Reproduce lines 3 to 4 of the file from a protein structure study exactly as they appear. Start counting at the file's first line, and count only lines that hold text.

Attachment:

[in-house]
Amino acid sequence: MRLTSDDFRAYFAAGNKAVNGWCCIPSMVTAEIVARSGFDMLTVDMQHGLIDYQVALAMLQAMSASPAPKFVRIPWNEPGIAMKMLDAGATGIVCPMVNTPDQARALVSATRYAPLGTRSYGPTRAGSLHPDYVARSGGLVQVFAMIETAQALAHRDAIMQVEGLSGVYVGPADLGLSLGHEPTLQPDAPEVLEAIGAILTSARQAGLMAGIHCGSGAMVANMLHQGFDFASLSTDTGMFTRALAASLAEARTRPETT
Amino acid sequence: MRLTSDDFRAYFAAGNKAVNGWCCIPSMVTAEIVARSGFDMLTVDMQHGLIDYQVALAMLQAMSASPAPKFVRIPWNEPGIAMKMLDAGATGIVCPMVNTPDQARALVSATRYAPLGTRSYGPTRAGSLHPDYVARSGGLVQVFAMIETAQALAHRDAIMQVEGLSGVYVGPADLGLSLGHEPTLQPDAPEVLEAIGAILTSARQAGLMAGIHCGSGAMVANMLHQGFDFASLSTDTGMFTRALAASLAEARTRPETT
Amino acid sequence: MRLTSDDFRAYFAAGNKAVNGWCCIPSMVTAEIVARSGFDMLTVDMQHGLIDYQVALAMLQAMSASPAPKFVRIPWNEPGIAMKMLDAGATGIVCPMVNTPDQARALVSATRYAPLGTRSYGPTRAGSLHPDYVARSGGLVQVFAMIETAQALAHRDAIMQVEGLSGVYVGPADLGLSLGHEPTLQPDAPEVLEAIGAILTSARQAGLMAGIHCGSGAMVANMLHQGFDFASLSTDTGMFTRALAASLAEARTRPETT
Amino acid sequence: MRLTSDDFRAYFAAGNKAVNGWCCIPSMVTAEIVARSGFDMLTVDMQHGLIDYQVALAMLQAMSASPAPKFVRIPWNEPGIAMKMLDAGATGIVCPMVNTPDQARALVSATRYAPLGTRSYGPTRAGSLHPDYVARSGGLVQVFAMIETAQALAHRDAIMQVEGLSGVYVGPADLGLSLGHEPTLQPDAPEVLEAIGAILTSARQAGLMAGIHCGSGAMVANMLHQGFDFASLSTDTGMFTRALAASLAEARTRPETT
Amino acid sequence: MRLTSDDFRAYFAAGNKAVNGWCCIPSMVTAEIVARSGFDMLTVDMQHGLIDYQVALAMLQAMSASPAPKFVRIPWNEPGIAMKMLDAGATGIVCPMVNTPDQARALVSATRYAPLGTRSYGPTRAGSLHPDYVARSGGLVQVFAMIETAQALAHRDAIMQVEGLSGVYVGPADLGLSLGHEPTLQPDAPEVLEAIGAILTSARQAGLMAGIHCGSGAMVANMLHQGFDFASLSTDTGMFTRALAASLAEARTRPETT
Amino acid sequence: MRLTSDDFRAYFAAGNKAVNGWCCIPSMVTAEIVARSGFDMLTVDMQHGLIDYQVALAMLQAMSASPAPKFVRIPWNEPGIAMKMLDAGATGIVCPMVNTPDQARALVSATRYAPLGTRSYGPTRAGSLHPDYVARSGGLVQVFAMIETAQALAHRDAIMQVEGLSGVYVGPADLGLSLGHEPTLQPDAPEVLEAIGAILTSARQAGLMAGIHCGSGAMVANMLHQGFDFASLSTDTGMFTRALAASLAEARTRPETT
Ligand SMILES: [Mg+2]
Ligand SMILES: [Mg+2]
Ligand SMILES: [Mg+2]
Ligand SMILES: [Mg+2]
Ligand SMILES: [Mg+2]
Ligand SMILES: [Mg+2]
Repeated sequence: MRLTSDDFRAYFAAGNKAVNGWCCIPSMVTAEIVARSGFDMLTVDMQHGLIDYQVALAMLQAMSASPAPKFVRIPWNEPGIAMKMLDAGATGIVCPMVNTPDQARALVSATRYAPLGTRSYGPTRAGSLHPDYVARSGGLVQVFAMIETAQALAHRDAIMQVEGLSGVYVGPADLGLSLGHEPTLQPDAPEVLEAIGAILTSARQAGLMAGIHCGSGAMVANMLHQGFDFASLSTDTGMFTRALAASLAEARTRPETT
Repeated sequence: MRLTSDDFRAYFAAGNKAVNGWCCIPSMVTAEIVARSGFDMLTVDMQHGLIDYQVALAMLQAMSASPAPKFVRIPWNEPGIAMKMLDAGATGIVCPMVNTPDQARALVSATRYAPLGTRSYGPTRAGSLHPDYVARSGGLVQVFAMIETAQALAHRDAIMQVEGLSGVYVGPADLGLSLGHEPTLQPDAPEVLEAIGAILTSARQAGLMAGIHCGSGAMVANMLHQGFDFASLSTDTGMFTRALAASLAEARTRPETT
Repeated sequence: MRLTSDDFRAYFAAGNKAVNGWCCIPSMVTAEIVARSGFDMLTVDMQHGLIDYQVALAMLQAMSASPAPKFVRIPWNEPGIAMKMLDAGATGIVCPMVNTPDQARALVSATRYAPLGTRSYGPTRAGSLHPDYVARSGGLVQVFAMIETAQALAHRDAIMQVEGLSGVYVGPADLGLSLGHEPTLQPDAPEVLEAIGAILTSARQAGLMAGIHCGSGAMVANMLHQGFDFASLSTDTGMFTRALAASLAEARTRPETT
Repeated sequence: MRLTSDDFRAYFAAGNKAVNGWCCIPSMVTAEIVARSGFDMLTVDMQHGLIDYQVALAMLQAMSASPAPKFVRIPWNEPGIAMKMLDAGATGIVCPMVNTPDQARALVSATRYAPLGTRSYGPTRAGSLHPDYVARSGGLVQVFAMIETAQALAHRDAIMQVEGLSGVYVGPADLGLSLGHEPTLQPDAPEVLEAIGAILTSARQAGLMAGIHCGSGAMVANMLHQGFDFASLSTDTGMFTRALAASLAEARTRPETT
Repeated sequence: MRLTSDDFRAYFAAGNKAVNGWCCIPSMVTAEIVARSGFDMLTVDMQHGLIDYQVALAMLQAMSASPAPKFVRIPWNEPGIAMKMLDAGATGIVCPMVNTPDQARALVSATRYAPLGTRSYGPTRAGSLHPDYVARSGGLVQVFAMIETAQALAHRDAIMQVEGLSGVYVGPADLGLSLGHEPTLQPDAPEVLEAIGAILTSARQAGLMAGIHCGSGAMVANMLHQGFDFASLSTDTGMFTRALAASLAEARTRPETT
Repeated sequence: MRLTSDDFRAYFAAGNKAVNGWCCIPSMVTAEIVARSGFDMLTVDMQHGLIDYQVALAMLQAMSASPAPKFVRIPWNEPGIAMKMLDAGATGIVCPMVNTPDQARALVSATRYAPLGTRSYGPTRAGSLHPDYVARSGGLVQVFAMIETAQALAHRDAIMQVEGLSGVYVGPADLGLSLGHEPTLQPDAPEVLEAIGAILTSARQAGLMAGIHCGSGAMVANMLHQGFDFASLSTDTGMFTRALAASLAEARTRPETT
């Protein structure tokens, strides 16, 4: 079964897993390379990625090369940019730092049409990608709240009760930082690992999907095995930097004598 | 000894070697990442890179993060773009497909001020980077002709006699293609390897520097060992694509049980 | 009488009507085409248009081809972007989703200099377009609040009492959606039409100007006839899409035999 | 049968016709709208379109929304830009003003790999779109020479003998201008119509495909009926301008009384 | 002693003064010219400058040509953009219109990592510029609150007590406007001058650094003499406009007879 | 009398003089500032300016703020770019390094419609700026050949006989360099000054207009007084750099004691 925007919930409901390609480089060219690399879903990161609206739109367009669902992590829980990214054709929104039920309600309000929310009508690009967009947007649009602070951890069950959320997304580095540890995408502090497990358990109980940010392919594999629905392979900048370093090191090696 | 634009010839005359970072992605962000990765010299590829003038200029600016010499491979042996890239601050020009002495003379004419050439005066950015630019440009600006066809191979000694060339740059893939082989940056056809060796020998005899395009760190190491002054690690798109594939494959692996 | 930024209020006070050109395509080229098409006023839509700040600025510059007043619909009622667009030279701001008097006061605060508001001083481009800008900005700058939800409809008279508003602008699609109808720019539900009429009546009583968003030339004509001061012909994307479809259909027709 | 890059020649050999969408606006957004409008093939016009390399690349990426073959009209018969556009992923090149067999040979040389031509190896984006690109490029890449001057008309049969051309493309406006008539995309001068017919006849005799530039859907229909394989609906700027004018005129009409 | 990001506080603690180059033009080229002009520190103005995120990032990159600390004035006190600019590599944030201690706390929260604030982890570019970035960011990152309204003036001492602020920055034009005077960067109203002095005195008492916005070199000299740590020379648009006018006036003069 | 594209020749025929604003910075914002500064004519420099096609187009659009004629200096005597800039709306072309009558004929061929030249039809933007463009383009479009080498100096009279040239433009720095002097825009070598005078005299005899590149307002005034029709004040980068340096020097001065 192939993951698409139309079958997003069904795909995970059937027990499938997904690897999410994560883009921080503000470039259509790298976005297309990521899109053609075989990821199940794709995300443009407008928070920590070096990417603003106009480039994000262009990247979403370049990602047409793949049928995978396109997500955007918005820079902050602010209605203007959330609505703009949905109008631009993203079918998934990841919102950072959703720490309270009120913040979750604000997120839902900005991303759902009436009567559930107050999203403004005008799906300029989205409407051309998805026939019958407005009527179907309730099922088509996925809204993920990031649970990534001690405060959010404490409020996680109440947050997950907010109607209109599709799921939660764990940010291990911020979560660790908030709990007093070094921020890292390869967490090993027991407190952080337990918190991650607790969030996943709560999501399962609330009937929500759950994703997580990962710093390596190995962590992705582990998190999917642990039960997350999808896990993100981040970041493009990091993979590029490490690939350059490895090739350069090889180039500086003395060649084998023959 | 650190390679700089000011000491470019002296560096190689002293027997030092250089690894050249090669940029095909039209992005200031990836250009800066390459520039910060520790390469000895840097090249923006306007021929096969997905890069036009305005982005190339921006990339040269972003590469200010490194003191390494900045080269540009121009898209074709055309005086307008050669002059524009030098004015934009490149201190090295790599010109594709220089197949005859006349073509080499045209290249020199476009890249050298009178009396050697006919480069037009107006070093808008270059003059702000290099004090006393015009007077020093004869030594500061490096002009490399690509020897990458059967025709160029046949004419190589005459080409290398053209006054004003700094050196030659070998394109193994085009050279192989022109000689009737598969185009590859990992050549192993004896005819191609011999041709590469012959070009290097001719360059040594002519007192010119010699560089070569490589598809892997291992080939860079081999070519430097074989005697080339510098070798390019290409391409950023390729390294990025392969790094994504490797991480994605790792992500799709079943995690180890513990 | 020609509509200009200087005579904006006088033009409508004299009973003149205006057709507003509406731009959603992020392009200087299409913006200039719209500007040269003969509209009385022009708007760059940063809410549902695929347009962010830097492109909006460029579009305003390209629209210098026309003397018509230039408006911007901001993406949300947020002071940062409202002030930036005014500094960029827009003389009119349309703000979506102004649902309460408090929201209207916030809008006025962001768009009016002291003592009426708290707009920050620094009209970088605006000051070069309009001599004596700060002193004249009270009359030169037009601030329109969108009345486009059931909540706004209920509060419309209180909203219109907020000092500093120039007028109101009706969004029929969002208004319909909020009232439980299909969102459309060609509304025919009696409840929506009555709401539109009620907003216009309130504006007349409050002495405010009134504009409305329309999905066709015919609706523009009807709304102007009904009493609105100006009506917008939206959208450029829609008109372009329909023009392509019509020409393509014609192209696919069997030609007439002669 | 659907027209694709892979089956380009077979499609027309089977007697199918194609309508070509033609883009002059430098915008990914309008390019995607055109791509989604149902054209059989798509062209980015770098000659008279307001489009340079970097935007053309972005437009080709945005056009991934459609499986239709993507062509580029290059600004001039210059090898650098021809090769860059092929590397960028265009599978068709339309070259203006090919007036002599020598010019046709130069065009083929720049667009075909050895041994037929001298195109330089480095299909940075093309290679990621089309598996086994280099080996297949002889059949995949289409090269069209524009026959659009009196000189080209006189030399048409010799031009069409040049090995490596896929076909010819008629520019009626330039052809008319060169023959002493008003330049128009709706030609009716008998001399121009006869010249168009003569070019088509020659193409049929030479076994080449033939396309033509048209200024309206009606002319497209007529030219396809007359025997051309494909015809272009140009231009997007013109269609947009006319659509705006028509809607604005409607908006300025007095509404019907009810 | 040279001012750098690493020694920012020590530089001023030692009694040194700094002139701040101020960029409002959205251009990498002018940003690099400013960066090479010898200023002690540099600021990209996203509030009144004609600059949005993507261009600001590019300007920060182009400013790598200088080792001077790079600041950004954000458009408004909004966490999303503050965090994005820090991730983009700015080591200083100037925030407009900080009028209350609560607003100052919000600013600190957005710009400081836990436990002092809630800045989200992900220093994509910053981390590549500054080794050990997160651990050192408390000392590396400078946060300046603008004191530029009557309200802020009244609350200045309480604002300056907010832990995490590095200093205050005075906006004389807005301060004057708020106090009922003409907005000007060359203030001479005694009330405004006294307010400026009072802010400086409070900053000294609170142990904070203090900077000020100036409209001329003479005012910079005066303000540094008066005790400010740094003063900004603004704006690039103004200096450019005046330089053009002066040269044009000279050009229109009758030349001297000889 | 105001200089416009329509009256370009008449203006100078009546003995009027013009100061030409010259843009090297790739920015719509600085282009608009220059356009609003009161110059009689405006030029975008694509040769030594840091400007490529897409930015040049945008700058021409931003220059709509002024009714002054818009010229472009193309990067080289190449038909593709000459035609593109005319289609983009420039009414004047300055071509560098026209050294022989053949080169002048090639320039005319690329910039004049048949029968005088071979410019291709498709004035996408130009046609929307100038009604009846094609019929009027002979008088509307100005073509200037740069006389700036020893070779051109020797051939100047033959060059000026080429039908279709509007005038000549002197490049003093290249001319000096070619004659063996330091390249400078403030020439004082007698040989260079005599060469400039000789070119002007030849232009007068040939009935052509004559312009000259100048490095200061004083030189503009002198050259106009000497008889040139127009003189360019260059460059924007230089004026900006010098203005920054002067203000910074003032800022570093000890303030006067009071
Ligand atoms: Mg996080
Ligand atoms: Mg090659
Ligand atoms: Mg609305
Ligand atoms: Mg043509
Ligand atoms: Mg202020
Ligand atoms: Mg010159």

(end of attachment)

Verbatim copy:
Amino acid sequence: MRLTSDDFRAYFAAGNKAVNGWCCIPSMVTAEIVARSGFDMLTVDMQHGLIDYQVALAMLQAMSASPAPKFVRIPWNEPGIAMKMLDAGATGIVCPMVNTPDQARALVSATRYAPLGTRSYGPTRAGSLHPDYVARSGGLVQVFAMIETAQALAHRDAIMQVEGLSGVYVGPADLGLSLGHEPTLQPDAPEVLEAIGAILTSARQAGLMAGIHCGSGAMVANMLHQGFDFASLSTDTGMFTRALAASLAEARTRPETT
Amino acid sequence: MRLTSDDFRAYFAAGNKAVNGWCCIPSMVTAEIVARSGFDMLTVDMQHGLIDYQVALAMLQAMSASPAPKFVRIPWNEPGIAMKMLDAGATGIVCPMVNTPDQARALVSATRYAPLGTRSYGPTRAGSLHPDYVARSGGLVQVFAMIETAQALAHRDAIMQVEGLSGVYVGPADLGLSLGHEPTLQPDAPEVLEAIGAILTSARQAGLMAGIHCGSGAMVANMLHQGFDFASLSTDTGMFTRALAASLAEARTRPETT